Written by J.Hawk exclusively for SouthFront
When Russian aircraft were first spotted at the Hmeimim airbase in Syria, the initial stunned Western reaction, due to the failure of intelligence agencies to anticipate or predict this major operation, soon gave way to predictions Russia was involving itself in an unwinnable quagmire that would surely end in humiliating defeat. Two years later, even though the final outcome of the war in Syria is still unclear, and in spite of the human and material losses suffered by Russian forces in that conflict, it is clear the operation was a remarkable success in both military and political terms.
Syria as Proving Ground
The most visible aspect of Russia’s aid to the Syrian government has been the steady parade of new or modernized weapons systems on various battlefields in that country. This war was the baptism by fire for the Su-34 tactical bomber, the Su-30SM and Su-35 fighters, and a means to test the modernized older aircraft. Heavy bombers of the Long-Range Aviation also mark, striking enemy targets with both bombs and advanced Kh-555 and Kh-101 cruise missiles.
Operations in Syria gave Russian Aerospace Forces the opportunity to test its ability to sustain a relatively high sortie rate over a prolonged period of time, rotate most of its aircrews through the theater of war, and also explore the strengths and limitations of its reconnaissance and target acquisition systems necessary to fully exploit the strike capabilities of its aircraft.
Other branches of service have also had a similar opportunity to test equipment in demanding wartime conditions. The ongoing modernization of Russia’s tank fleet and the final development of the T-14 and other members of the Armata family will no doubt benefit from the experience gathered with the T-90 and T-72B3 MBTs in Syria where, unlike their Aerospace Forces brethren, they actually had to face modern weapons in the form of TOW-2A ATGMs supplied by the US and its allies to a variety of jihadist formations.
Finally, the Navy’s contributions included corvette-, frigate-, and submarine-launched Kalibr cruise missile strikes, and the somewhat less impressive sortie of the Admiral Kuznetsov aircraft carrier to the Mediterranean during which it lost two aircraft to accidents.
Collectively, the use of a wide range of hardware in the Syrian conflict not only exposed the strengths and weaknesses of its weapons systems, it also raised the attractiveness of Russian weapons on the international arms markets. Russian weapons have been once again proven themselves to be rugged, dependable, and effective. For example, while the world has now seen burned-out hulks of M1 Abrams and even Leopard 2 MBTs dismembered by internal explosions, the T-90 has demonstrated considerable resilience against modern AT weapons. And even weapons that did not have to fire a shot, like the S-400 air defense systems, demonstrated they can hold US and NATO airpower at bay.
Building a 21st-Century Military
Somewhat less visible are the doctrinal changes brought about by the experience gained during fighting in Syria. This conflict may be viewed as a blueprint for future proxy conflicts between the growing number of nuclear-armed powers fought by a mix of professional soldiers and irregular militias backed by airpower and cruise missiles. Moreover, the war in Syria reinforced the trend evident in earlier conflicts, namely the polarization of warfare into the two extremes of lightning war of maneuver in a low force-density environment, and grinding urban warfare decided not by technology but by preponderance of foot soldiers backed by brute firepower.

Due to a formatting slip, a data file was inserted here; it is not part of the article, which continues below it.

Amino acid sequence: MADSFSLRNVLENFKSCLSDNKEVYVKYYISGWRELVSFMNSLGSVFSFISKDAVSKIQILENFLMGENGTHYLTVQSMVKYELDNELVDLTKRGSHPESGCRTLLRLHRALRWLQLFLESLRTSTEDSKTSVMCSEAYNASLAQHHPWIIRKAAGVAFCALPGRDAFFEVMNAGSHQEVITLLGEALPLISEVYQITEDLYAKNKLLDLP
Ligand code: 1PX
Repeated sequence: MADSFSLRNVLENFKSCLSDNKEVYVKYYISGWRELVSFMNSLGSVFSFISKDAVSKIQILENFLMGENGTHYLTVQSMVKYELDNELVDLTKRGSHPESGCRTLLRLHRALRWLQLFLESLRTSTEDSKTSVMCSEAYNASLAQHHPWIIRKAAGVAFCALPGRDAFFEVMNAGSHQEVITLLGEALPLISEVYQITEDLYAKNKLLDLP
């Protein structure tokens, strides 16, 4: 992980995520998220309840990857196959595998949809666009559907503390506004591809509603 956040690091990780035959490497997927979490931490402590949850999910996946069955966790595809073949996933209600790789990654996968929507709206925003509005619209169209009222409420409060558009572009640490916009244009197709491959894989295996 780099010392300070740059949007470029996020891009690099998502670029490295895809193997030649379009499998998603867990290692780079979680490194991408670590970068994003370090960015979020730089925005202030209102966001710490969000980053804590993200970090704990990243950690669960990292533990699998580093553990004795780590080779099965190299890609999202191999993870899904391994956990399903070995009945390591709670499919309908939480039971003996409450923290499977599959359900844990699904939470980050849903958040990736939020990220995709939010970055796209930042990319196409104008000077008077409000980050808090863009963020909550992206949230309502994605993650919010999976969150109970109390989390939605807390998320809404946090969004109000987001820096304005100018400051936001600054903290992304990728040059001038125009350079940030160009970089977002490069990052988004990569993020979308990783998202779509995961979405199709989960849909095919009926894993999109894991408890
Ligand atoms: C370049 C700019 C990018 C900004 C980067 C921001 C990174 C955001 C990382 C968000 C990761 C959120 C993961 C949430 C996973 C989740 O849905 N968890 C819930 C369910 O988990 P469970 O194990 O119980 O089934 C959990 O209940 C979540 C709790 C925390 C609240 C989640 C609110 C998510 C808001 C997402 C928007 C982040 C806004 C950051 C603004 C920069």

Military campaigns in Syria therefore resembled the fighting in Ukraine in 2014, which amounted to rapid advances from one built-up area to the next, followed by a prolonged period of costly fighting to clear the town of city of its defenders, before another rapid advance to the next town. The recent organizational developments within Russia’s Land Forces are a reflection of this evolution in warfare. In addition to the resurrection of the 1st Guards Tank Army and new heavy divisions with balanced tank and motorized rifle strength to ensure they can function effectively in both mobile and positional urban warfare, there are also new assault engineer battalions and even a motorized rifle brigade equipped mainly with light wheeled trucks, a reflection of ISIS successes with such formations in the open deserts of Syria.
Hardly any impartial observer of the parallel US and Russian military efforts in Syria and Iraq could possibly come to the conclusion the US had done a better job of it. Moreover, these conflicts have demonstrated the rather greater viability of the current Russian political system. Russia’s military performance should be viewed as the tip of the iceberg of the entire political system, and the military effects on the ground reflect the fact that, unlike their US counterparts, Russian soldiers have the backing of every other element of their state’s power which is moreover exercised more competently than the US national power. Thus while we see nearly constant examples of US allies and proxies fighting one another, with the Kurds’ clashes with Iraq forces being but the most recent example, such internecine fighting among Russia’s highly disparate allies in Syria is virtually unheard of.
Taken together, these successes have send the message to every political actor in the Middle East that while the United States does not view the stability and prosperity of the region as an important part of its national interest, Russia on the other hand is not only concerned with stemming instability but is also competent at managing it when given a chance.